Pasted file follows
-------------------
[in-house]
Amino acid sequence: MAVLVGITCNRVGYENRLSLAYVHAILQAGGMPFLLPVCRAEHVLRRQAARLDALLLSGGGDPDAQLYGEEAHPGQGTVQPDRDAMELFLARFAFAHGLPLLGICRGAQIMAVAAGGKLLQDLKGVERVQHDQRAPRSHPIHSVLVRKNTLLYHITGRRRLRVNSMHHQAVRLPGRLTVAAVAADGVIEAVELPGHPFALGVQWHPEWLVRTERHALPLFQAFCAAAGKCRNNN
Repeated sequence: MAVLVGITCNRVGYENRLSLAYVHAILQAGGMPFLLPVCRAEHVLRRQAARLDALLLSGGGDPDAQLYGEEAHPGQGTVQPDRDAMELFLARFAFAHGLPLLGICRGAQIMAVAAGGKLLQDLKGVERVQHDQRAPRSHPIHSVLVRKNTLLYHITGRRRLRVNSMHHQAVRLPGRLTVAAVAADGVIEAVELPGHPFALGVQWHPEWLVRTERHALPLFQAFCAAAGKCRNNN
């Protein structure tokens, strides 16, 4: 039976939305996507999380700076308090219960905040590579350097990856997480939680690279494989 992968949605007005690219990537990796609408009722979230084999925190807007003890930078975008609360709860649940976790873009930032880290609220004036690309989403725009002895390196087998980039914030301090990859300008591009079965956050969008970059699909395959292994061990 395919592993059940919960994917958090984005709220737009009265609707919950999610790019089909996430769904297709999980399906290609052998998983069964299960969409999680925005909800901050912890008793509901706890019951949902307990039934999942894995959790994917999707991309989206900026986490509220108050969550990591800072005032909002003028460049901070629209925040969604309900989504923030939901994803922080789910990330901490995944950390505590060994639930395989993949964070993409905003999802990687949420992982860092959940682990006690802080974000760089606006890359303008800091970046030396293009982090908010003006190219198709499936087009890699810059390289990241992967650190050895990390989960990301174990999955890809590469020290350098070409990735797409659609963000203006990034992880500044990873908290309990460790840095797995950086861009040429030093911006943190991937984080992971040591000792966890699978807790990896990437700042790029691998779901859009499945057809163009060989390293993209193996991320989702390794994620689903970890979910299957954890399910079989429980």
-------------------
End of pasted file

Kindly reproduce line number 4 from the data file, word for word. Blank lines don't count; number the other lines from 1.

């Protein structure tokens, strides 16, 4: 039976939305996507999380700076308090219960905040590579350097990856997480939680690279494989 992968949605007005690219990537990796609408009722979230084999925190807007003890930078975008609360709860649940976790873009930032880290609220004036690309989403725009002895390196087998980039914030301090990859300008591009079965956050969008970059699909395959292994061990 395919592993059940919960994917958090984005709220737009009265609707919950999610790019089909996430769904297709999980399906290609052998998983069964299960969409999680925005909800901050912890008793509901706890019951949902307990039934999942894995959790994917999707991309989206900026986490509220108050969550990591800072005032909002003028460049901070629209925040969604309900989504923030939901994803922080789910990330901490995944950390505590060994639930395989993949964070993409905003999802990687949420992982860092959940682990006690802080974000760089606006890359303008800091970046030396293009982090908010003006190219198709499936087009890699810059390289990241992967650190050895990390989960990301174990999955890809590469020290350098070409990735797409659609963000203006990034992880500044990873908290309990460790840095797995950086861009040429030093911006943190991937984080992971040591000792966890699978807790990896990437700042790029691998779901859009499945057809163009060989390293993209193996991320989702390794994620689903970890979910299957954890399910079989429980």